Rutherford B. Hayes
19th U.S President
Rutherford B. Hayes was born on October 4, 1822, in Delaware, Ohio.
His family had moved to Ohio five years previously, and his father had died about two months before Hayes’ birth.
Hayes graduated from Kenyon College in 1842 as his class’s valedictorian.
Three years later he emerged with a law degree from Harvard Law School and began practicing law.
Four years later, in 1849, he was first drawn to the Republican Party.
Career Before Presidency
When the Civil War began, Hayes left his political career to join the Union Army as an officer.
Hayes was wounded five times, most seriously at the Battle of South Mountain; he earned a reputation for bravery in combat and was promoted to the rank of major general.
After the war, Hayes served in the U.S Congress from 1865 to 1867 as a republican.
Hayes left Congress to run for Governor of Ohio and was elected to two consecutive terms, from 1868 to 1872, and then to a third term, from 1876 to 1877.
Career as President
Hayes helped restore prestige to the presidency, heal the wounds left by the Civil War, and strengthen the Republican party sufficiently to win the election of 1880.
Hayes believed that military occupation had bred hatred among southerners and had prevented the nation from healing itself in the aftermath of war.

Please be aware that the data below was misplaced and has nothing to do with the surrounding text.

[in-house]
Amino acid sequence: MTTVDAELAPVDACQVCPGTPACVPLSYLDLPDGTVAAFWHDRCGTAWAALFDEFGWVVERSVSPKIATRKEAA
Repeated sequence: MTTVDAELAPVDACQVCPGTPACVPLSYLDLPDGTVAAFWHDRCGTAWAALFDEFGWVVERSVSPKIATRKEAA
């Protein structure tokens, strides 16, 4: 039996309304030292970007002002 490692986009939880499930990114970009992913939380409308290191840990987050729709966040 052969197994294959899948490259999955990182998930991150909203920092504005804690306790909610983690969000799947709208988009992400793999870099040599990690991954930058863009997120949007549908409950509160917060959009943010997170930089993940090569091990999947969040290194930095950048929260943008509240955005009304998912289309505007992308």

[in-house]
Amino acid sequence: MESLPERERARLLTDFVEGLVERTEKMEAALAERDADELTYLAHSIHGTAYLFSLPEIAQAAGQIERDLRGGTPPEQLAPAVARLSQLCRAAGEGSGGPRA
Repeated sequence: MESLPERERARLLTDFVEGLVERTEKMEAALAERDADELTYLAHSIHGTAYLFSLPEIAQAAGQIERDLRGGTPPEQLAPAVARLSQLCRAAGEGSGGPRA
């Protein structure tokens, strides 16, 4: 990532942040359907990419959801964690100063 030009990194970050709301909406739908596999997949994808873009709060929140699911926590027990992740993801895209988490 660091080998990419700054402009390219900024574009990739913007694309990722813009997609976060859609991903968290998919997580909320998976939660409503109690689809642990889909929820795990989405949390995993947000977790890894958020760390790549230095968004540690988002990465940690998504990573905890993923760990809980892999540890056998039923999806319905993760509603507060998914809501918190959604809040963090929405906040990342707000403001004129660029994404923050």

Hayes helped to restore prestige to the office by defeating Conkling which claimed for senators the right to appoint civil servants in their states.
After winning the presidency in one of the most contested elections in American history, he led the country through the end of Reconstruction and resigned after one term in office.
Ordered federal troops to quell the Great Railroad Strike of 1877
Negotiated a trade agreement with the Chinese that would regulate immigration to the US
Began dismantling the Reconstruction regime imposed on the defeated Southern states as a condition of the back-room dealings that led to his election
Cons of Presidency
He withdrew troops from the Reconstruction states in order to restore local control and good will, a decision that many perceived as a betrayal of African Americans in the South.
Hayes was blamed for the failure of Reconstruction
Great Railroad Strike greatly affected his presidency